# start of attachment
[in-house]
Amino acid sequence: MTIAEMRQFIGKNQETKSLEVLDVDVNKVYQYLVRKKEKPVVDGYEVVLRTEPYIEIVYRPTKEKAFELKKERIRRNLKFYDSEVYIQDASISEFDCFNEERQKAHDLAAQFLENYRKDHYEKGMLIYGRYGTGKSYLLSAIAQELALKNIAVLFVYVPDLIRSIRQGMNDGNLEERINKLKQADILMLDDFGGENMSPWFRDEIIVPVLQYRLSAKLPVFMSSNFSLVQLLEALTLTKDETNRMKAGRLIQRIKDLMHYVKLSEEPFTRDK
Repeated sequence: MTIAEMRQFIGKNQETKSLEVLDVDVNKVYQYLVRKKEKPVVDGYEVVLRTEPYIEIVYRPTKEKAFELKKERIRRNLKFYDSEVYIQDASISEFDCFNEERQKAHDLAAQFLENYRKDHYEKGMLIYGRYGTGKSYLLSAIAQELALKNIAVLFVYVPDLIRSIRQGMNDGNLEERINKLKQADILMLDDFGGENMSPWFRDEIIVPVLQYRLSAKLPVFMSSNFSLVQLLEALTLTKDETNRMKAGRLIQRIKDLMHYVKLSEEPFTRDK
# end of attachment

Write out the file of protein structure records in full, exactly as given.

[in-house]
Amino acid sequence: MTIAEMRQFIGKNQETKSLEVLDVDVNKVYQYLVRKKEKPVVDGYEVVLRTEPYIEIVYRPTKEKAFELKKERIRRNLKFYDSEVYIQDASISEFDCFNEERQKAHDLAAQFLENYRKDHYEKGMLIYGRYGTGKSYLLSAIAQELALKNIAVLFVYVPDLIRSIRQGMNDGNLEERINKLKQADILMLDDFGGENMSPWFRDEIIVPVLQYRLSAKLPVFMSSNFSLVQLLEALTLTKDETNRMKAGRLIQRIKDLMHYVKLSEEPFTRDK
Repeated sequence: MTIAEMRQFIGKNQETKSLEVLDVDVNKVYQYLVRKKEKPVVDGYEVVLRTEPYIEIVYRPTKEKAFELKKERIRRNLKFYDSEVYIQDASISEFDCFNEERQKAHDLAAQFLENYRKDHYEKGMLIYGRYGTGKSYLLSAIAQELALKNIAVLFVYVPDLIRSIRQGMNDGNLEERINKLKQADILMLDDFGGENMSPWFRDEIIVPVLQYRLSAKLPVFMSSNFSLVQLLEALTLTKDETNRMKAGRLIQRIKDLMHYVKLSEEPFTRDK